Turkey Kielbasa vs Hot Dogs vs Hamburgers
With my recent Turkey Polska Kielbasa obsession still going strong (see post: A Stealth Lo-Co BBQ Choice), I thought it wise to get more info about all this kielbasa I’m eating. Specifically: is it a better BBQ choice than a hot dog or hamburger?
And the answer is a resounding YES.
Here’s how Hillshire Farm’s Turkey Polska Kielbasa stacks up lo-co wise with those other BBQ staples: hot dogs and hamburgers. All data is for the protein only — no condiments, no buns. Just the meat. (And yes, sadly, I am now once again singing the hysterical Hillshire Farm ‘Go Meat’ TV commercial lyrics. Probably will be all day. Sigh.)
This chart compares relatively lo-co choices for the three categories: kielbasa, hot dogs and burgers. What’s detailed in this chart is one serving of HF’s Turkey Polska Kielbasa, one Hebrew National’s Reduced Fat Hot Dog and one 90% lean hamburger. So all three are lower-fat choices already (but not the lowest – I can’t stomach the 97% fat-free hot dogs, though those stats are even lower). One serving here means just 1 hot dog, or 1 regular sized burger (no bun):[table “6” not found /]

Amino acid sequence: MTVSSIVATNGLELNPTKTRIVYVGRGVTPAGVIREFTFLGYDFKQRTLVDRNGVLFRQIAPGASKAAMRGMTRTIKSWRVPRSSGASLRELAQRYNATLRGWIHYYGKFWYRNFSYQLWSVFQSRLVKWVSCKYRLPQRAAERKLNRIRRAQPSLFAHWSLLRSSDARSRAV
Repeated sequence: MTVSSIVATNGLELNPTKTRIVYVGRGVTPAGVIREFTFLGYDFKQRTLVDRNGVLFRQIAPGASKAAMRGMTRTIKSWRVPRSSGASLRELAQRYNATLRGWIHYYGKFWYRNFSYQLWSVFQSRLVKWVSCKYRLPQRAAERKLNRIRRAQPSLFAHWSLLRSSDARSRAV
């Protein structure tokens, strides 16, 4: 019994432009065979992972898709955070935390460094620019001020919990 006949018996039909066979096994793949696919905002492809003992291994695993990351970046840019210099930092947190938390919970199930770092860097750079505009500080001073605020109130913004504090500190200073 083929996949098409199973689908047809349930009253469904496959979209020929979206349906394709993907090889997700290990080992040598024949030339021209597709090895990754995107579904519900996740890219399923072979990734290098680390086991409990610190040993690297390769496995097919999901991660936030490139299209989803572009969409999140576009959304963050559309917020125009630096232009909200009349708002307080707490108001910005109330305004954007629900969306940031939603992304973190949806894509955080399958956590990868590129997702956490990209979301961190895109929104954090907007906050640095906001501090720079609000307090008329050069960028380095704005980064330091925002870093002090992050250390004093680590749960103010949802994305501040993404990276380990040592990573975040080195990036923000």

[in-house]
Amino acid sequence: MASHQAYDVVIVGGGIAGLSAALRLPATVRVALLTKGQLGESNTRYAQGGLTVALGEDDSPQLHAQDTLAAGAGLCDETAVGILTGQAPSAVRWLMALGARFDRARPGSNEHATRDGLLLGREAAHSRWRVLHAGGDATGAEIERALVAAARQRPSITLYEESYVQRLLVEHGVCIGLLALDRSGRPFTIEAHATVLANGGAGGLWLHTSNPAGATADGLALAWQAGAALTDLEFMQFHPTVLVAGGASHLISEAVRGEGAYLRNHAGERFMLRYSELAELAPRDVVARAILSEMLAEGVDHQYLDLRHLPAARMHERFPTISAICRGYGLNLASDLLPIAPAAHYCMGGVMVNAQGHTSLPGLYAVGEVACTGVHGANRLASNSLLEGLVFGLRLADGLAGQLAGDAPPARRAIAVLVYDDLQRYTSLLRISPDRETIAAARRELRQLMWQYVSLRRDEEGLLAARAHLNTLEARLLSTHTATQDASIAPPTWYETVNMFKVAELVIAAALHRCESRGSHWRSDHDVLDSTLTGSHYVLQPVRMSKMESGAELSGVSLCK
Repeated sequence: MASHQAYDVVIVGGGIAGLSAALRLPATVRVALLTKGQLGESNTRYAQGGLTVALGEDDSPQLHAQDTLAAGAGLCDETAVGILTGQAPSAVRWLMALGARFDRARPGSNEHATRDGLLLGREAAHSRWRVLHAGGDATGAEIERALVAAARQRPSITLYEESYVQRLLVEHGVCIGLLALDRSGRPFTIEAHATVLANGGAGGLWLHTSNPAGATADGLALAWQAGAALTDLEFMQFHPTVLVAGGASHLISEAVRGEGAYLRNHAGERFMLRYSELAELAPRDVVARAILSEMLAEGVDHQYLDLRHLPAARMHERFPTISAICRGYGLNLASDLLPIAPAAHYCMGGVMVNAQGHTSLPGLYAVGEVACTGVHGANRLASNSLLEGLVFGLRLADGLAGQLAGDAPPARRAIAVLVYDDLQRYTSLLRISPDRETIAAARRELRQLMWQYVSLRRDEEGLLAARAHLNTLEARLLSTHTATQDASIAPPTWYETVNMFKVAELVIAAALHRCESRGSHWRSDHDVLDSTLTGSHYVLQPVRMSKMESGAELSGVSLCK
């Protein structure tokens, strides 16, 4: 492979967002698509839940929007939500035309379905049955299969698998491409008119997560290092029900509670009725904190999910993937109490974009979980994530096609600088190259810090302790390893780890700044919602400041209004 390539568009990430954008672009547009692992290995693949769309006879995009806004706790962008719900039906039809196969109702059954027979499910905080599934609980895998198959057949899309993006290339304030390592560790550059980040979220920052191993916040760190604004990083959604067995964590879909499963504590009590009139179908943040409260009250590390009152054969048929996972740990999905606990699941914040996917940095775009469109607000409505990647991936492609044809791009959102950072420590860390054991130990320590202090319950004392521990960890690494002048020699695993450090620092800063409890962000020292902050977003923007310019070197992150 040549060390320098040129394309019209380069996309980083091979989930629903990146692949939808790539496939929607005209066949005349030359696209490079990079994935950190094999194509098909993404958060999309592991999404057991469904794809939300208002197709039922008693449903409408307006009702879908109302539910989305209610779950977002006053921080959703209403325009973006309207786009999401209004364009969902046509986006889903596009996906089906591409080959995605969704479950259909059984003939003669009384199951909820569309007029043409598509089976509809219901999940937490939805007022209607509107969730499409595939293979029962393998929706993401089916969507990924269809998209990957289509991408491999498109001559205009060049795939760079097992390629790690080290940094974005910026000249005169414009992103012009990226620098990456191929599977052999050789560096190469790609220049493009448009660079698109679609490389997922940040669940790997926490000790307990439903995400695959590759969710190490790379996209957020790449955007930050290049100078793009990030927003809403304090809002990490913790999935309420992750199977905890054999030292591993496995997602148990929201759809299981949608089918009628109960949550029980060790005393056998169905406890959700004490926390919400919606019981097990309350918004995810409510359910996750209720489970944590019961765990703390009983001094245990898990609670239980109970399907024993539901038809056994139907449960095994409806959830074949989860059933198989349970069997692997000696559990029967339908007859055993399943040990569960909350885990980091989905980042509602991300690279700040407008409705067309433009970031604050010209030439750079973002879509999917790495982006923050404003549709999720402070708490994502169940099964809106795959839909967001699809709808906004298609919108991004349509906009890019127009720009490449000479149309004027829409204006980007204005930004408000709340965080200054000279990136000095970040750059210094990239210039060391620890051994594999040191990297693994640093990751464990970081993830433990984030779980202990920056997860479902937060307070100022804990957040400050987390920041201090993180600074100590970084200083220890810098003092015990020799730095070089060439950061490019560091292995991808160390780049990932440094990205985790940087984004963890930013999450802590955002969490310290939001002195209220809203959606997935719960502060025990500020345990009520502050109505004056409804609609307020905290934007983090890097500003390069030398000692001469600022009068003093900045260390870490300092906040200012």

So if you are throwing a BBQ, toss on a turkey kielbasa along with those hot dogs and hamburgers (low fat, of course). Dip your bun-less kielbasa in the condiments you love, and you’ll be eating fewer calories than a reduced fat hot dog or lean burger (not even including the bun – which IMHO are totally required for dogs and burgers!)
But even better: by choosing a serving of turkey kielbasa, you’ll ingest just 5 grams of fat (1.5 grams of saturated fat) versus the bunless hotdog or hamburger, which deliver 9 grams of fat and 3.5-4 grams of saturated fat.
Great flavor and far less fat – now that’s what I call lo-co.
That said, all three options in this chart are high in both dietary cholesterol and sodium, so best to keep the turkey kielbasa as a BBQ event rather than a very frequent meal.
And if you’d like to feel even better about your choice, check out this chart which compares the ‘full fat’ versions of kielbasa, burgers and hot dogs; you’ll see it really is worth it to go lo-co for a BBQ.